You must tell the department of immigration and border protection if your circumstances change. This includes a new residential address, a new passport, or a pregnancy, birth, divorce, separation, marriage, de facto relationship or death in your family.
Please report changes in your circumstances via ImmiAccount. If you are not able to use ImmiAccount, you can use the following forms:
If you do not provide the department of immigration and border protection with the details of any new passport issued to you, you could experience significant delays at the airport and may be denied permission to board your plane.
You can send these forms electronically to your case officer via [email protected].
You can withdraw the application at any time before the department of immigration and border protection make a decision. To do this, send the department of immigration and border protection a letter or email to ask for the withdrawal. Your request must include your full name and date of birth. If you know it, you should also include the number the department of immigration and border protection gave you when you applied – this could be a file reference number, client ID, or a Transaction Reference Number.
Applicants who are 18 years of age or older must sign the letter of withdrawal or send a separate email or letter.
You can send your signed letter of withdrawal to your case officer via [email protected].
Note: Charges are usually not refundable if you make a decision to withdraw your application.
A person or organisation must also give you an assurance of support. They can be your sponsor or another person. Up to three people can agree to give you a joint assurance of support.
An assurance of support is a legal commitment to give you financial support so that you do not have to rely on social security payments. The assurance covers you and any family members included in your application.
An assurer must:
If the assurer is an organisation, a higher bond is required for each application.
The bond is refunded ten years after you are granted this Contributory parent visa. Any debts to the government are deducted from the bond and only the balance is refunded. Becoming an Australian citizen does not release the bond earlier.
The department of immigration and border protection will tell you how and when to lodge an assurance of support after they receive your visa application.
More information about the assurance of support and how much you need to pay is located on the Department of Human Services website.
If the visa is granted, the department of immigration and border protection will let you know:
If the visa is not granted, the department of immigration and border protection will let you know:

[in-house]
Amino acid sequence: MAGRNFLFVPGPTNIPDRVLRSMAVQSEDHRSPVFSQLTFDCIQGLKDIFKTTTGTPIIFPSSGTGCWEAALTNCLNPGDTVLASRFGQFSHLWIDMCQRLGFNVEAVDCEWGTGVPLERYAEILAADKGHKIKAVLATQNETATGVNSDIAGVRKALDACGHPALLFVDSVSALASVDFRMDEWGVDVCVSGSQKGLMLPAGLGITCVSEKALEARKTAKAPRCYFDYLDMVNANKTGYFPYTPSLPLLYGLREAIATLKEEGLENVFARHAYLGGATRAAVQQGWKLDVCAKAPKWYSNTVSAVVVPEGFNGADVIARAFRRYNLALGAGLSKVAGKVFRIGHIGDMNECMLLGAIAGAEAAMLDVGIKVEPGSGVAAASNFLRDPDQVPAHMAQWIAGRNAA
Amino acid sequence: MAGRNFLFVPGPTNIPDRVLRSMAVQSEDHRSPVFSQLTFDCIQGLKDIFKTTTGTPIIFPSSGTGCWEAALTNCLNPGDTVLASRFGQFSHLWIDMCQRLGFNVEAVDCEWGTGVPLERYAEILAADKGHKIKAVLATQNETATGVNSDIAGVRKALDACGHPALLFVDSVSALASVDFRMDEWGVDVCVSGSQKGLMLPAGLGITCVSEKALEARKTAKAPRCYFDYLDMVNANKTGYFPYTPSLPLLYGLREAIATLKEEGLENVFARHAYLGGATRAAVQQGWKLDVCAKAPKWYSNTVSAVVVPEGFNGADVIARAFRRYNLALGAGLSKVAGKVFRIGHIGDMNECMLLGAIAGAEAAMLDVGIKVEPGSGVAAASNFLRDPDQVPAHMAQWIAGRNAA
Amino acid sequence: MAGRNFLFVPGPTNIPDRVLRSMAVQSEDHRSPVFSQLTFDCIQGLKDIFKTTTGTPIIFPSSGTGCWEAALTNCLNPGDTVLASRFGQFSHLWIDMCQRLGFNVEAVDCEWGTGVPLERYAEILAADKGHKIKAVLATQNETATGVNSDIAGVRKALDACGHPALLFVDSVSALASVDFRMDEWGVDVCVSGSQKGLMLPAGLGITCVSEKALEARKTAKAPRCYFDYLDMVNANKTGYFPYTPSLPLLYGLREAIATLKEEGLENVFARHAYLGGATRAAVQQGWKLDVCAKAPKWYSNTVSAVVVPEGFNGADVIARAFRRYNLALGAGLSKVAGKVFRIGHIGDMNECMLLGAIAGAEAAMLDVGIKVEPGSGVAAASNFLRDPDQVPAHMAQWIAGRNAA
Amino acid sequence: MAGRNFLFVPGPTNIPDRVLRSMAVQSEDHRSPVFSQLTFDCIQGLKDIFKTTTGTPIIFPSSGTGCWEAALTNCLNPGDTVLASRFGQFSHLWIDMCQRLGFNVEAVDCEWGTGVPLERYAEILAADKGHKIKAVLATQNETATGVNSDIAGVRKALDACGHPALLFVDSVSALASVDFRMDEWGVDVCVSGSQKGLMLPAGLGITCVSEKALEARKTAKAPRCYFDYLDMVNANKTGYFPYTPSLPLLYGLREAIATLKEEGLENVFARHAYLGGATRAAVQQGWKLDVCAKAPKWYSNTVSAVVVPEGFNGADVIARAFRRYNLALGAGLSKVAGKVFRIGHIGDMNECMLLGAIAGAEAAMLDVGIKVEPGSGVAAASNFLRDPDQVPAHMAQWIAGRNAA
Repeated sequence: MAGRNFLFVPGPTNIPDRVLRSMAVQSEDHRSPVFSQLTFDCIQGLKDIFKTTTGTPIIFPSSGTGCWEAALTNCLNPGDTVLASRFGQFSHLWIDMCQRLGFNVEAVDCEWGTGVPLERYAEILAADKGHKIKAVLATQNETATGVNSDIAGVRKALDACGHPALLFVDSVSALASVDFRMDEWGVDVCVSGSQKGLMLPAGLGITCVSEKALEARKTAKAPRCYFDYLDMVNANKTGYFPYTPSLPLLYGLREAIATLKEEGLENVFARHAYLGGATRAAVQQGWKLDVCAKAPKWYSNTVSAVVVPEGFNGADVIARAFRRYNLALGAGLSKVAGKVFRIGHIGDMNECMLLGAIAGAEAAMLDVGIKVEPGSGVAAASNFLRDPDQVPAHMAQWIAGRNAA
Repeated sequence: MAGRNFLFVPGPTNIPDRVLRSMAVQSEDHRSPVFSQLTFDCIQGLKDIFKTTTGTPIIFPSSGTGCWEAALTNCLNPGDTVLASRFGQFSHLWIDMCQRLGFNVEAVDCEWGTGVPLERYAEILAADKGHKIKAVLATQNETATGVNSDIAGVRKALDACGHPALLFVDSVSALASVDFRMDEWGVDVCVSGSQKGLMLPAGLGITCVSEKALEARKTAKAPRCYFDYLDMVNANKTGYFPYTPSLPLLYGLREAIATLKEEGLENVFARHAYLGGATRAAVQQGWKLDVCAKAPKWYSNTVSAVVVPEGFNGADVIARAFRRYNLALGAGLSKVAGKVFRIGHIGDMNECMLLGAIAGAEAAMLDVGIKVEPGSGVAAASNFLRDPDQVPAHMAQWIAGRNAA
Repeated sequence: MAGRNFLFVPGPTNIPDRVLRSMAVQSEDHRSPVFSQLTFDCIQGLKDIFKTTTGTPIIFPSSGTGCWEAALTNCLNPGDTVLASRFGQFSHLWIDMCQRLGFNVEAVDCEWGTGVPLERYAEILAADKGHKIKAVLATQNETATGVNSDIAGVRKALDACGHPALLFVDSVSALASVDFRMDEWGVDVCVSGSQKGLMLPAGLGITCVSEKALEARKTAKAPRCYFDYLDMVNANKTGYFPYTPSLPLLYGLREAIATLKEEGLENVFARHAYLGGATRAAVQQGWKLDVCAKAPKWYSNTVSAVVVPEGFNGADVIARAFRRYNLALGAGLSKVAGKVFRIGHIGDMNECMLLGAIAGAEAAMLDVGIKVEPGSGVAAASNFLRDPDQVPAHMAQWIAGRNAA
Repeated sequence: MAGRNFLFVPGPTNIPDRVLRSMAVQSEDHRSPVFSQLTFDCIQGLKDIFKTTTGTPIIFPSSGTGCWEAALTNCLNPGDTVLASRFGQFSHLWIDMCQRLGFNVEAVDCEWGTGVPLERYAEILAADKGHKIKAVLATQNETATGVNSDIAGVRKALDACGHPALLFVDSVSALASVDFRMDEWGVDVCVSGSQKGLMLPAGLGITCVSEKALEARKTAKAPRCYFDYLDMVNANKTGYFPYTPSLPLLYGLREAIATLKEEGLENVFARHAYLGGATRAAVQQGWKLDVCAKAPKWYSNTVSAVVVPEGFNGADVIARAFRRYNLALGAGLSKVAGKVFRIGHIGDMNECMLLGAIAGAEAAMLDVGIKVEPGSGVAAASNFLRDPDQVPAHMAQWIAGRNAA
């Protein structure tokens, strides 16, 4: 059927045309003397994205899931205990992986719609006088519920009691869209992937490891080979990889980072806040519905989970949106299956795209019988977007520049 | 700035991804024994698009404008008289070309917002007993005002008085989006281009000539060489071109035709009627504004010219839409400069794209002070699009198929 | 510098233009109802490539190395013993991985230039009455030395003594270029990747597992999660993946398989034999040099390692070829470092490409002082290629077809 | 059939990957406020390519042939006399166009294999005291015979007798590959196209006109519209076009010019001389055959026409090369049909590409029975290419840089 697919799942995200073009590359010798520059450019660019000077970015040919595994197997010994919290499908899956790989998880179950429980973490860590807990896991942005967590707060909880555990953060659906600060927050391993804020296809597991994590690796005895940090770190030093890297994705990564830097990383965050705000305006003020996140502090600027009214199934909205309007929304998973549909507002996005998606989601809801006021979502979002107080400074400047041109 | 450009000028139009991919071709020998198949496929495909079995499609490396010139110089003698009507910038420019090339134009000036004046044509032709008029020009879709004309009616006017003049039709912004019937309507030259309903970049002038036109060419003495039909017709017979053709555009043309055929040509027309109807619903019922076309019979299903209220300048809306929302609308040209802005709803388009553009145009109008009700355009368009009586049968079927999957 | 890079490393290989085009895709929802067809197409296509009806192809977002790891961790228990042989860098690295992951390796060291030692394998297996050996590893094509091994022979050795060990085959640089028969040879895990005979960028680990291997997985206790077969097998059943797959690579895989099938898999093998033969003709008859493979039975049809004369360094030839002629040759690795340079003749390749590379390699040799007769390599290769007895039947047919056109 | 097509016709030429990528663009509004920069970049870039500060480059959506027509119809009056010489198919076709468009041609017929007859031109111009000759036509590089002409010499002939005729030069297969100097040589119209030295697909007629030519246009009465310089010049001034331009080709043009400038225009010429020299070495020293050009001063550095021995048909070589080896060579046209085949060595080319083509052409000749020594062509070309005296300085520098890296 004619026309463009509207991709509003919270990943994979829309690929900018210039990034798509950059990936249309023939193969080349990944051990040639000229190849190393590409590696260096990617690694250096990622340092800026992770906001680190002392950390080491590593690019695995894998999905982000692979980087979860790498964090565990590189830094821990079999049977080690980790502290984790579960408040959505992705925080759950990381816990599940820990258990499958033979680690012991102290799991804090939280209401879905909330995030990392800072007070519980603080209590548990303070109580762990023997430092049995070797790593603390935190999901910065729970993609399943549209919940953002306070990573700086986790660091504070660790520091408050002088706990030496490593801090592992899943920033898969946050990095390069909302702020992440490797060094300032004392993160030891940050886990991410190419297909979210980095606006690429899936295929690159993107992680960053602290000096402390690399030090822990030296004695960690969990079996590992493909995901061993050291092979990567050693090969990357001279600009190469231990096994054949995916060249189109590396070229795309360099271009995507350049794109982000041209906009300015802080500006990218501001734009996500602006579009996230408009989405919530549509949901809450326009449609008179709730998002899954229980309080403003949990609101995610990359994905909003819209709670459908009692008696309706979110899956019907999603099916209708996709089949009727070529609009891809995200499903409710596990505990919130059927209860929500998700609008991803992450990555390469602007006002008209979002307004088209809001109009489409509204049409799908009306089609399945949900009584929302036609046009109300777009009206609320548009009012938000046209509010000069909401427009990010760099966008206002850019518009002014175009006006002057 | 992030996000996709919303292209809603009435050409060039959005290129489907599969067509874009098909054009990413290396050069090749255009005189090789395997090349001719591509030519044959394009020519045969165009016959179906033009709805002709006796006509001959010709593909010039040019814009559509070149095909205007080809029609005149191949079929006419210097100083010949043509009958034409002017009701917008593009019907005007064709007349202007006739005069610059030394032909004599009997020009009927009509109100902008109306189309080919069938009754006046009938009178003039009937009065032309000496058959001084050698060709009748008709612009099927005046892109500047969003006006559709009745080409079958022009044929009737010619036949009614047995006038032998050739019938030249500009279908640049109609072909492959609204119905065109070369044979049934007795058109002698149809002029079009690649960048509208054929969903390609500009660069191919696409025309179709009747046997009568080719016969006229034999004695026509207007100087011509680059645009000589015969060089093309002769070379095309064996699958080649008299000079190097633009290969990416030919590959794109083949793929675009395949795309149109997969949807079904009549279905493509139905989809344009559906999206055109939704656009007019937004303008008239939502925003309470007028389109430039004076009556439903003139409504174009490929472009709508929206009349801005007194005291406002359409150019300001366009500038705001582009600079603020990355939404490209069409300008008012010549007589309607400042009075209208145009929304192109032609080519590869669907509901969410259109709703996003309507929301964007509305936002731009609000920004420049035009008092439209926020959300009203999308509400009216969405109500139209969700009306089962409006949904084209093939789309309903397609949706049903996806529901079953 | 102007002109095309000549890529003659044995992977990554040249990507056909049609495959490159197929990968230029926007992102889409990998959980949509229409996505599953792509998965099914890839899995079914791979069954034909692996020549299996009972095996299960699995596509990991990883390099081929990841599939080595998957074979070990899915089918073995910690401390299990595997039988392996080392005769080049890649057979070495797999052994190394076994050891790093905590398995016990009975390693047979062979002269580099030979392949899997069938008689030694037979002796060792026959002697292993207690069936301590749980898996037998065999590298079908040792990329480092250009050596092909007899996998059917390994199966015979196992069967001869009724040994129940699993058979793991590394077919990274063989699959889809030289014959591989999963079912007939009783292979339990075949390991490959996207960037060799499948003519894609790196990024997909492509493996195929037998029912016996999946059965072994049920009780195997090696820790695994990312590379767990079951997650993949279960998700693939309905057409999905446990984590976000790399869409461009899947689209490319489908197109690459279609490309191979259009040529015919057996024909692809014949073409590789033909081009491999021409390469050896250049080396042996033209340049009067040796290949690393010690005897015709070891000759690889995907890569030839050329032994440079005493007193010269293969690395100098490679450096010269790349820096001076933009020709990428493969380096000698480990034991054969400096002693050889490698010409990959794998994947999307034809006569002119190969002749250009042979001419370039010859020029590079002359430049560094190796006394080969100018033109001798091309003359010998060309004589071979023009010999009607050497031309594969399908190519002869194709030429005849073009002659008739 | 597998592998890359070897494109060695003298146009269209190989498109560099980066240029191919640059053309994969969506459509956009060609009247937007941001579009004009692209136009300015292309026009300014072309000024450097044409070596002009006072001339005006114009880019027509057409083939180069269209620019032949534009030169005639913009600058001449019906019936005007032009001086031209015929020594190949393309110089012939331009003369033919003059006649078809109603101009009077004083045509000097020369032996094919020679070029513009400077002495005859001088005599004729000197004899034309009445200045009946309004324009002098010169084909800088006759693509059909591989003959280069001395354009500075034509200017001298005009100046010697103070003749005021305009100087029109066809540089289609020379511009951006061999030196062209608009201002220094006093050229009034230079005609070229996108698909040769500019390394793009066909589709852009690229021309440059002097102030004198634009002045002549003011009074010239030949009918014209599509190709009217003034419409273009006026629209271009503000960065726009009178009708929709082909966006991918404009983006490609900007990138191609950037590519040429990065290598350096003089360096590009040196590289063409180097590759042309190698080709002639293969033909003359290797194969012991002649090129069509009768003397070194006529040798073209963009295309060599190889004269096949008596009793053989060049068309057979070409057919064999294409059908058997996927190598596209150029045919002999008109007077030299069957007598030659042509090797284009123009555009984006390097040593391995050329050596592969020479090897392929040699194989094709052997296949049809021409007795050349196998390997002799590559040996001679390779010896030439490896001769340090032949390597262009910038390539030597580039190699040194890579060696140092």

You need to provide documents to support your application for this Contributory parent visa. The department of immigration and border protection can make a decision using the information you provide when you lodge your application. It is in your interest to provide as much information as possible with your application.
Provide certified copies of original documents. Do not include original documents unless the department of immigration and border protection specifically ask for them. Police certificates should be original documents. Documents not in English must be accompanied by accredited English translations.
Use this checklist to make sure your application is complete.
If you already hold a Contributory Parent (Temporary) visa (subclass 173) and your circumstances have not changed since you were granted that visa, pay the visa application charge and provide only the following documents:
This is a permanent residence visa. It lets you and any member of your family unit who has also been granted this Contributory parent visa:
You will not automatically receive the age pension or social security payments in Australia. You will have to wait:
You could qualify for a Special Benefit payment from the Department of Human Services if you suffer a major change of circumstances that is beyond your control. Any payments you receive might be recoverable through your assurance of support for up to ten years after your arrival or the grant of your visa whichever is applicable to your circumstances. This 10-year period is not waived if you become an Australian citizen.
You and your family must comply with all visa conditions and Australian laws.
You can sponsor your parent for this Contributory parent visa if you are:
If you are younger than 18 years of age:
As a sponsor, you must give a written undertaking to provide support for your parent(s) for their first two years in Australia. This also applies to any family members who came with your parent to Australia.
During this period, you must provide:
If you have also provided an accepted assurance of support for your parent, you are responsible for repaying to the Australian Government any social security payments they might have received during the 10-year period after their arrival in Australia or after they have been granted the visa in Australia, whichever applies. This also applies to any family members who came with your parent to Australia.
Source: The Australian Department of Immigration and Border Protection. Please visit www.border.gov.au to get updated information.